5 Great Black Characters in Gaming
In the media, African-Americans are striving for more time in multiple arenas, video games included. There are very few African-American video game characters that aren’t either a fade to black NPC or side story characters. African-American characters usually aren't built with the kind of complexity that leaves a memorable impression long after finishing a game. However, in recent years there have been more and more diverse characters introduced into gaming, not only diverse in race, but in back story and implementation. Here are a few that stick out to me:
Rochelle – Left 4 Dead 2
Left 4 Dead is well-known for shaping characters not exactly by what they do, but what they say. In one short campaign, we have a rich feel for each character through their interactions and narrative. Rochelle, affectionately called Ro, is no different. A news reporter that got dropped into the middle of a zombie outbreak, her cynical yet sweet attitude makes her a born leader. She acts as the big sister of the group, giving out directions in troubling times. I’d love to have her in my party any day.
Daisy Fitzroy – Bioshock Infinite
In a game as big as Bioshock, with many aspects and elements that are capable of praise, Daisy Fitzroy and her Vox Populi are definitely something to talk about. Daisy is done wrong by the city’s big wigs and rounds up a group of the like-minded, set to destroy the unfair power system that Columbia thrives off; her goals are reminiscent of slavery resistance movements of the 1800’s. A brave voice and unmatched intelligence commands respect and equality at first hearing. While her good intentions turn sour, she projects major themes of the corruption of power. Fitzroy’s short time with us is potent, leaving a permanent mark on the main characters and us as well. Here’s hoping that at least one of the DLCs promised to us will be dedicated to fleshing out some of her complex history.
Lee Everett- The Walking Dead
A 37-year-old man caught in the middle of a zombie apocalypse on his way to jail, Lee Everett is having one bad day. Lee is the main character of Tell Tale game’s episodic extension of the Walking Dead universe to multiple platforms; we follow him on his journey to stay alive, and keep others alive. He’s an incredibly sensible, fast thinking and considerate human being, especially given the circumstances. I’m a big believer that compassion breeds compassion. The amount of care that Lee takes for the tender Clementine, a little girl that he finds with no proper care, is a huge reason we cheer him on and want him to succeed. Even in the worst of conditions where things seem absolutely impossible, we have hope for Lee, because in the post-apocalyptic world, where everything is going to pot, compassion is something worth saving, something that saves us from being the literal walking dead.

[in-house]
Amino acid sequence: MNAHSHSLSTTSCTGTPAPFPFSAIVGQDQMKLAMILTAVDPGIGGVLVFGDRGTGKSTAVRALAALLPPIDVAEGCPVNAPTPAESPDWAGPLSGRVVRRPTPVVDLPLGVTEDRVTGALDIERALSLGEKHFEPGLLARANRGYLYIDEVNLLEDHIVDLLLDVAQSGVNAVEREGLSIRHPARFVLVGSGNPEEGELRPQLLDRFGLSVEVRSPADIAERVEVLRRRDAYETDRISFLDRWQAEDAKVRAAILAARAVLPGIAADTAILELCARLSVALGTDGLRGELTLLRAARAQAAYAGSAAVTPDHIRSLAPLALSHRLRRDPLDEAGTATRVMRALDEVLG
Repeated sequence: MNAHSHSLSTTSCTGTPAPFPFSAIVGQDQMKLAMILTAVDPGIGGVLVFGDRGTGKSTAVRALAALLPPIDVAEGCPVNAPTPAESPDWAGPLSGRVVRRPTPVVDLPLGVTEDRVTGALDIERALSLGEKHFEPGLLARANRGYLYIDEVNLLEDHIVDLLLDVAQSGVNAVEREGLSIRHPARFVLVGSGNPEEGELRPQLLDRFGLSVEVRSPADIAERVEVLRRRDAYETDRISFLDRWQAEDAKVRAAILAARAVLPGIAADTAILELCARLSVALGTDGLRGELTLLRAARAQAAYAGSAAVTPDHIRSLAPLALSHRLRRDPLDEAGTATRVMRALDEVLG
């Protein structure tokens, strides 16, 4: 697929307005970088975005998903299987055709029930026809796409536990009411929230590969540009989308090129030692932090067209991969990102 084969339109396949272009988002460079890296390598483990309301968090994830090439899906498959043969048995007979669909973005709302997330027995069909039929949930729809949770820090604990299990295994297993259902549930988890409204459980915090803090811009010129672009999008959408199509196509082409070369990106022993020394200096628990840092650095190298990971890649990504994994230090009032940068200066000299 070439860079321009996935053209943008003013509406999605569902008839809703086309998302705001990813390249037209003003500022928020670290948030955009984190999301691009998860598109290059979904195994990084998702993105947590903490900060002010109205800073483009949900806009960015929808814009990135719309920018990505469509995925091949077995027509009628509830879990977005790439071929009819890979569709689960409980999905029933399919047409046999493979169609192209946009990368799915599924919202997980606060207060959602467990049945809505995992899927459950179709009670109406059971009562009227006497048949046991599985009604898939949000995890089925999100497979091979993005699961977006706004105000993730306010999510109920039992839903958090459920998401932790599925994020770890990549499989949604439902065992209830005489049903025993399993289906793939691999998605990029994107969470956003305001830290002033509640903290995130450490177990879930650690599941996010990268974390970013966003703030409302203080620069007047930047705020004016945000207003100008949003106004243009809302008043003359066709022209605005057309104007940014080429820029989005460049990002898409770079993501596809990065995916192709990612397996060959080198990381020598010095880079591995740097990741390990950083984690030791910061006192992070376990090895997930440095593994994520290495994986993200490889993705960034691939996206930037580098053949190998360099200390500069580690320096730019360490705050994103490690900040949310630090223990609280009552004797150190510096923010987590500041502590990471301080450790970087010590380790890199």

Not only is Lee a great character in his own right, but this is a perfect example of race influencing characters in the right way. Race affects us, in the way that people respond to us and the way that we respond to the world. There are a couple of scenes in the Walking Dead that take Lee’s race into account subtlety, not overpoweringly so. Lee is described in so many other ways than by his race; a professor, a history buff, an ex-husband, the list goes on. However, nothing feels anchored by his race.
CJ – Grand Theft Auto: San Andreas
Now comes the main character of Grand Theft Auto’s 2004 installment, San Andreas. Carl Johnson is a street smart guy with big dreams who gets into encounters of the criminal kind trying fight his way up the financial ladder. Although CJ represents the glorifying of hood life and stereotypes, I make a case for his personality being his saving grace. His voice has an underlining tone of exhaustion from life, holding a glimmer of joy and playfulness. I know a CJ… wait, scratch that; I know someone with the soul of CJ. Rockstar did (and almost always does) a great job of making us have a personable relationship with the character we play so we can really connect. We meet his sister, know of his mother that passed, and watched him betrayed by his most loved friends. We all are a CJ in fact. We all at some or another strive to want something more than what we have currently, we all get tired sometimes. The way he went about fixing these problems was different, and not recommended.
Commander Shepard – Mass Effect
I know this might be a tad confusing, but in most of my playthroughs of Mass Effect, my characters were African American, male or female, and I think that’s the beauty of customizable characters. We can paint them however we’d like and the story will remain unchanged. This is all the more brilliant from a Sci- Fi point of view, where over 100 years into the future, the only racial problems that still exist are between the human and alien races. The blank character slate is so much more believable. We see our Shepard the way we make them, and when we talk to fellow gamers about how he or she defeated the evil Saren or saved the collective worlds, at least in my experience, we don’t picture just one. I picture many different shades of Shepard. Anybody can be Shepard, no matter what color, and I think that’s really powerful.
Was there anybody on the list that I missed? Disagree with something? Leave a comment below!